The Operational and Market Value of Hotel Sustainability
By Michael C. Sturman Associate Dean for Faculty Development, Cornell Center for Hospitality Research | May 04, 2014
Coauthored with Glenn Withiam, Executive Editor of the Cornell Hospitality Quarterly
In many ways, the global hotel industry is leading the way by implementing sustainable operating practices, but some operators have been reluctant to plunge deeply into sustainability, fearing that the return on any investment would be slender or even negative. Anecdotally, some hotels have reported that adding sustainability programs has increased costs but not rates. Moreover, some studies have indicated that consumaauthored by ers say they want green products but are generally not willing to pay for them. In 2011, AC Nielsen dubbed this "The Green Gap," after a study found that 83 percent of consumers said it's important for companies to have environmental programs, but only 22 percent said they'd pay more for those products.
It's possible that consumer acceptance of sustainability has grown in the intervening three years. We know, for instance, that many organizations are including a hotel's carbon footprint as part of the information they consider in choosing a hotel for meetings and conferences. One other factor that complicates hotels' sustainability picture is the dual nature of hotels' supply chains. Hotels are part of other organizations' supply chains and simultaneously deal with numerous suppliers in their own chains.
Researchers are gradually untangling some of these threads to assess the effects of sustainability on hotel operations and marketing. In this essay, we report on several studies by researchers connected with the Cornell School of Hotel Administration, both as faculty members and as research associates visiting from other universities. What these researchers have found is that sustainability programs are at worst a net wash for the hotel industry, and in many cases attaining environmental certification can be beneficial.
Promising indications come from two studies that examined the effects of adopting the ISO 14001 standard. This research found that gaining certification had benefits both in terms of marketing and operations. The highlighted benefits were incidental to the standard's core purpose, which is to "map out a framework that a company or organization can follow to set up an effective environmental management system," as stated on the ISO website. Thus, the ISO 14001 certification addresses environmental criteria but does not set specific requirements. By using this systemic focus, hotels (or companies in any industry) can set up programs that reduce energy and materials consumption, as well as limit the cost of waste management.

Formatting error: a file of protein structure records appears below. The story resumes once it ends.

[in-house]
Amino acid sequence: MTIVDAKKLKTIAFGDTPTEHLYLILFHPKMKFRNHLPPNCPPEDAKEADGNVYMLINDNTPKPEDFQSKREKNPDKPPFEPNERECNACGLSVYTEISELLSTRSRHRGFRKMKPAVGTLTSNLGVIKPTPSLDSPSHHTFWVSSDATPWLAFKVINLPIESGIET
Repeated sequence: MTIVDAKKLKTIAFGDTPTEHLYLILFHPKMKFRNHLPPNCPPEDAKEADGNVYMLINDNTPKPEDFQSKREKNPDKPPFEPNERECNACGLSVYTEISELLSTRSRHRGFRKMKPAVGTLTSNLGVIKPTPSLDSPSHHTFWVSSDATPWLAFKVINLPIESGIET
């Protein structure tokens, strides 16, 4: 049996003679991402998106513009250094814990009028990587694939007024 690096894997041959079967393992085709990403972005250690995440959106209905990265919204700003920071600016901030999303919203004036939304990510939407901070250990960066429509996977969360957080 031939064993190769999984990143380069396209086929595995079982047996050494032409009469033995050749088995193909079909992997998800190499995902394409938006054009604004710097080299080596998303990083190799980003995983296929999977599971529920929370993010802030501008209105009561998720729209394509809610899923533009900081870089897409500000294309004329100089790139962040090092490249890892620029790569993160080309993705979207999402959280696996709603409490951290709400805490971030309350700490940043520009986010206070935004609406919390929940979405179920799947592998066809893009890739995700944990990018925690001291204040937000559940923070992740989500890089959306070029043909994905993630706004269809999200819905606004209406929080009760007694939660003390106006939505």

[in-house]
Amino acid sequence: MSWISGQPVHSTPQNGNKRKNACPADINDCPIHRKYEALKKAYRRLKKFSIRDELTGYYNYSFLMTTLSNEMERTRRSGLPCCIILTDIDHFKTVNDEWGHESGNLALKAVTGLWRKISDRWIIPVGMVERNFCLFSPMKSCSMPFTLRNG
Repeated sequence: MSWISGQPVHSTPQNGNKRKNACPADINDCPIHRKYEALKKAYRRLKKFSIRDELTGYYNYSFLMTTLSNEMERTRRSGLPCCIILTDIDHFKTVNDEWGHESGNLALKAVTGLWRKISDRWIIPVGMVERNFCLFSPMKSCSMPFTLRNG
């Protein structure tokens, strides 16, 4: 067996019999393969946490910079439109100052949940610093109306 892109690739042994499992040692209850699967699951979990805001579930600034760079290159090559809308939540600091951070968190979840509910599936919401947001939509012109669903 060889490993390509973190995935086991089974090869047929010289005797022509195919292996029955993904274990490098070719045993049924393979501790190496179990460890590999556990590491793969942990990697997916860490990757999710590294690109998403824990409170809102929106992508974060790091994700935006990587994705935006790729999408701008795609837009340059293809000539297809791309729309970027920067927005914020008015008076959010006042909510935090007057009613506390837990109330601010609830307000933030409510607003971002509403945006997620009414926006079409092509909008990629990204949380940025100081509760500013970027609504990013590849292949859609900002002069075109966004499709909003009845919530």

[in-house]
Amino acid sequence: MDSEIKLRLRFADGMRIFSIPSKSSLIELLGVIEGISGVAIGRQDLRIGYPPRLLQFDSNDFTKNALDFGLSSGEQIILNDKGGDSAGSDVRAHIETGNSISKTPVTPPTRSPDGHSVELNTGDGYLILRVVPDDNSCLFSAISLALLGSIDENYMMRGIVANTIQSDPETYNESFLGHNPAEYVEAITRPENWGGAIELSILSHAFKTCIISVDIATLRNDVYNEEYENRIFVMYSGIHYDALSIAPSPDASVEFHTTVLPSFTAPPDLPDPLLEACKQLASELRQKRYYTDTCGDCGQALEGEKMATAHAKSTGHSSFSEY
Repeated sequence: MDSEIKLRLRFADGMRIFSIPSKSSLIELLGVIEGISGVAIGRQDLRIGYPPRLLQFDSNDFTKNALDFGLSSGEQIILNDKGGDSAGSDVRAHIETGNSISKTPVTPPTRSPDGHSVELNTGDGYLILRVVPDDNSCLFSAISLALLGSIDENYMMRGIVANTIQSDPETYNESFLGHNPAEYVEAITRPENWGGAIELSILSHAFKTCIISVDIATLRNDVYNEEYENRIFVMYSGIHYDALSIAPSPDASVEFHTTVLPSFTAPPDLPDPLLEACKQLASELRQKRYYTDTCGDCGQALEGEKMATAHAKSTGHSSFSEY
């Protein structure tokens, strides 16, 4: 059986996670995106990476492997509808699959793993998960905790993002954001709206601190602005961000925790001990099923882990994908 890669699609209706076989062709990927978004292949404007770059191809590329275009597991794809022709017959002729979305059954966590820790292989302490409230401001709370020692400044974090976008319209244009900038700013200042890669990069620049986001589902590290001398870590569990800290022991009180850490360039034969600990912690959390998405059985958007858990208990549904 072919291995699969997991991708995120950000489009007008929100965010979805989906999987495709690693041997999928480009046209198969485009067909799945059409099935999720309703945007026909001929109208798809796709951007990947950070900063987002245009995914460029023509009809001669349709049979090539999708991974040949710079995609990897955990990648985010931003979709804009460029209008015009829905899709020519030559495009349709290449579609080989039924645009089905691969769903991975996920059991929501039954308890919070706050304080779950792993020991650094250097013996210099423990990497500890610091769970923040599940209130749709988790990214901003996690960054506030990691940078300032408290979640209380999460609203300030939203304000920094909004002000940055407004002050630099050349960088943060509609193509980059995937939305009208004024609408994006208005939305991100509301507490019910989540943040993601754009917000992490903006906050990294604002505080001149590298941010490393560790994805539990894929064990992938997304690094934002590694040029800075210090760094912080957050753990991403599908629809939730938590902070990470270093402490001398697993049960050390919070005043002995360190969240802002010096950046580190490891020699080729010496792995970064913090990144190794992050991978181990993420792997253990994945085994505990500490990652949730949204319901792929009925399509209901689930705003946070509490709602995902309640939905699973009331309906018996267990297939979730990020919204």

ISO itself suggests one other possible benefit of adopting the 14001 standard, and that is an improved image among customers and the general public. A study written by Angel Peiró-Signes and his colleagues, published recently in the Cornell Hospitality Quarterly, confirmed this effect for hotels in Spain, as a demonstration for the broader industry. That study analyzed the impact on hotels of the ISO 14001 environmental certification system from the customers' perspective. For a sample of 6,850 Spanish hotels, this research team compared customer ratings for those that had ISO 14001 certification and those that did not have that certification.
The study found that guests rate the hotels with ISO 14001 certification higher overall than those without the certification. This disparity was most noticeable for 4-star hotels, although the researchers also tested this effect on 5-star and 3-star properties. One possible conclusion is that sustainability is not the only consideration, or even a major consideration, when guests are choosing certain types of hotels. It may be that the highest-end 5-star luxury hotels do not gain additional differentiation by having the ISO 14001 certification, since they already offer many points of difference from their competitive set. On the other hand, guests' price sensitivity may override environmental concerns when it comes to 3-star hotels. But for 4-star properties in Spain, hotels seem to be able to gain a distinct market advantage from environmental certification.
Another issue for high-end hotels is the perception that sustainability programs are inconvenient or reduce the hotel's luxury. Beyond that, for hotels at all levels, the favorable opinion that guests might hold for environmentally conscious hotels does not always translate into room sales. Potential guests who do not assign a high level of importance to environmental matters are less likely to book a "green" hotel room than those who believe sustainability is important.
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